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OUR CHARLESTON PICTURES.
WE publish herewith a view of the
BATTERY AT CHARLESTON DURING THE BOMBARDMENT OF SUMTER, and a picture of the
famous RIFLED GUN which is said to have done so much
injury to Fort Sumter on
that occasion. On page 301 we also give a picture of the "
LADY DAVIS," the
first regular man-of-war of the
Southern Confederacy. She is a little steamer,
armed with two boat howitzers, and does not look as though she would capture the
Brooklyn or the
Niagara. All these pictures are from sketches sent us from
Charleston by our special artist, now traveling with
Mr. Russell, the
correspondent of the London Times. Of the scene on the Battery, the Herald
Charleston correspondent wrote :
" In one of the windows
Pickens, a portion of his council and staff, maintained their position during
the day, availing themselves of a very powerful telescope, which carried them,
as it were, into the very midst of the fight.
General Beauregard, the
Commander-in-chief, remained at his head-quarters in the city."
The rifled cannon was sent from
Europe by a South Carolinian now residing there. It bears the inscription: "
Presented to the Sovereign State of South Carolina by one of her sons residing
abroad, in commemoration of 20th December, 1860." This was the gun a ball from
which knocked down the flag-staff at
Fort Sumter. It was then at the iron
battery ; now it is on
Morris Island, and commands the ship-channel. In the
foreground will be seen a couple of the balls. The point is of iron, but the
base a softer metal, which expands and fills the grooves in the piece when
discharged. General Beauregard has seen the sketch from which our picture is
made, and pronounces it extremely accurate.
DESECRATION OF THE STATUE OF
WASHINGTON AT RICHMOND, VIRGINIA.
WE illustrate herewith a singular
occurrence which is said to have taken place at Richmond, Virginia, on the
passage of the Secession Ordinance. A telegram to the New York Times states that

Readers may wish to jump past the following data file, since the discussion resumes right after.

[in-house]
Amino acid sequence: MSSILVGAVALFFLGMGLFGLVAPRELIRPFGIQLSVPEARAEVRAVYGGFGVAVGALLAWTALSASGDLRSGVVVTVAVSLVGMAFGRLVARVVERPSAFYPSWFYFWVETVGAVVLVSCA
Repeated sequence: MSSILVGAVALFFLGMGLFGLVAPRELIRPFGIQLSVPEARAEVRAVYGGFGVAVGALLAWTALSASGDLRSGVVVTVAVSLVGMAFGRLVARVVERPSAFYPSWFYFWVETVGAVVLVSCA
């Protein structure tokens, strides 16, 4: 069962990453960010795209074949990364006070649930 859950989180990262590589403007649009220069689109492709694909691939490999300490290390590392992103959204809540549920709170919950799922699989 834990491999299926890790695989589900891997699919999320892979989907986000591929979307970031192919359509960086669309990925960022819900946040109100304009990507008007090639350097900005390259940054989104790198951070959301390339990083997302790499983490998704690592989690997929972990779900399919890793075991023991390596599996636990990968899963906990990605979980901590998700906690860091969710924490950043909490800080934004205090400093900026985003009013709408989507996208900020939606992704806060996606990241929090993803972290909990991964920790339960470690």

the people celebrated the passage of the ordinance by placing a negro astride of
the celebrated statue of Washington, by Houdon, which stands in the capitol at
Richmond. Richmond, it will be remembered, is the only place in the United
States where the Prince of Wales was treated with discourtesy.
ELLSWORTH'S FIRE ZOUAVES.
ON page 308 we publish a picture
of the uniforms of COL. ELLSWORTH'S FIRE ZOUAVES, now stationed in Washington.
This gallant regiment has
been entirely recruited from the ranks of the New York firemen ; it is officered
Colonel Ellsworth of Chicago, whose portrait we gave last week. They are
armed with Sharpe's rifles, and bowie-knives which may be used as bayonets at
the end of the rifles ; many of them carry revolvers besides. When they left New
York, they were presented with a stand of colors by the Fire Department, on whose behalf Mr. Wickham thus addressed them :
"COLONEL ELLSWORTH,—The Board of
Representatives of the New York Fire Department of this city have caused to be
prepared this stand of colors to present to your regiment, composed of the
firemen of New York and our associates.
As President of the Fire
Department, I now perform that duty. Take them, place them in the midst of your
gallant band, and wherever the fight is the thickest and the bullets fly the
fastest let these banners be borne, and may you and your comrades, in the hour
of trial and battle, remember the proud motto emblazoned upon them : The
Spangled Banner in triumph shall wave.'
" Let this be your war-cry as you
rush to the onset. Let it nerve your arms and fire your ranks. Wave it in
triumph only ; and do you bring it back, Sir, though it be tattered and torn in
" Old associates, remember, on